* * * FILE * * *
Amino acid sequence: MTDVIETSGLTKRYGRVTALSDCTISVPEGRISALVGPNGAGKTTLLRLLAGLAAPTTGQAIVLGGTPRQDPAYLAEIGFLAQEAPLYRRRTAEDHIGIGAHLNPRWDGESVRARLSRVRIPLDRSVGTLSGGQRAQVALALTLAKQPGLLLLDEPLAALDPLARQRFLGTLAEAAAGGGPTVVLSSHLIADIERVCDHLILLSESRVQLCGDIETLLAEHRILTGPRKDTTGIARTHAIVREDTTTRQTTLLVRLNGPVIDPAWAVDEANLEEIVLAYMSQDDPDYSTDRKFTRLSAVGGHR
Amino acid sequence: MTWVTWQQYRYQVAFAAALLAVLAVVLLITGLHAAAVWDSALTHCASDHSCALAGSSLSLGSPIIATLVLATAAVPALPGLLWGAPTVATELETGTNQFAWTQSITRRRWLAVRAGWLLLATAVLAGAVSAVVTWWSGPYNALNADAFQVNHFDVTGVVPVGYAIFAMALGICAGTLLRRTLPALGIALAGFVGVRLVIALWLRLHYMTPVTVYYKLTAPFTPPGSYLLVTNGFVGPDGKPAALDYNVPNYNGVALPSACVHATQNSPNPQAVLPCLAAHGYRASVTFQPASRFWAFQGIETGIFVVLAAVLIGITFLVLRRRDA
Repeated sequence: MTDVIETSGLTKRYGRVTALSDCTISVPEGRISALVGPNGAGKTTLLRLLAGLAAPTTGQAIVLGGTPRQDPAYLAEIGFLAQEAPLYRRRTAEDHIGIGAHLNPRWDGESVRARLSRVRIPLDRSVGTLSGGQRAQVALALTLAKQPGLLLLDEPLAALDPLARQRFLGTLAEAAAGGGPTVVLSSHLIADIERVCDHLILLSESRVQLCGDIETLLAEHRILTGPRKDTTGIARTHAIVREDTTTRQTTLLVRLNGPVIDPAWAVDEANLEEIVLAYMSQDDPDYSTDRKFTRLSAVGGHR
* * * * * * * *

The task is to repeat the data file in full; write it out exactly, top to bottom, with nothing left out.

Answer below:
Amino acid sequence: MTDVIETSGLTKRYGRVTALSDCTISVPEGRISALVGPNGAGKTTLLRLLAGLAAPTTGQAIVLGGTPRQDPAYLAEIGFLAQEAPLYRRRTAEDHIGIGAHLNPRWDGESVRARLSRVRIPLDRSVGTLSGGQRAQVALALTLAKQPGLLLLDEPLAALDPLARQRFLGTLAEAAAGGGPTVVLSSHLIADIERVCDHLILLSESRVQLCGDIETLLAEHRILTGPRKDTTGIARTHAIVREDTTTRQTTLLVRLNGPVIDPAWAVDEANLEEIVLAYMSQDDPDYSTDRKFTRLSAVGGHR
Amino acid sequence: MTWVTWQQYRYQVAFAAALLAVLAVVLLITGLHAAAVWDSALTHCASDHSCALAGSSLSLGSPIIATLVLATAAVPALPGLLWGAPTVATELETGTNQFAWTQSITRRRWLAVRAGWLLLATAVLAGAVSAVVTWWSGPYNALNADAFQVNHFDVTGVVPVGYAIFAMALGICAGTLLRRTLPALGIALAGFVGVRLVIALWLRLHYMTPVTVYYKLTAPFTPPGSYLLVTNGFVGPDGKPAALDYNVPNYNGVALPSACVHATQNSPNPQAVLPCLAAHGYRASVTFQPASRFWAFQGIETGIFVVLAAVLIGITFLVLRRRDA
Repeated sequence: MTDVIETSGLTKRYGRVTALSDCTISVPEGRISALVGPNGAGKTTLLRLLAGLAAPTTGQAIVLGGTPRQDPAYLAEIGFLAQEAPLYRRRTAEDHIGIGAHLNPRWDGESVRARLSRVRIPLDRSVGTLSGGQRAQVALALTLAKQPGLLLLDEPLAALDPLARQRFLGTLAEAAAGGGPTVVLSSHLIADIERVCDHLILLSESRVQLCGDIETLLAEHRILTGPRKDTTGIARTHAIVREDTTTRQTTLLVRLNGPVIDPAWAVDEANLEEIVLAYMSQDDPDYSTDRKFTRLSAVGGHR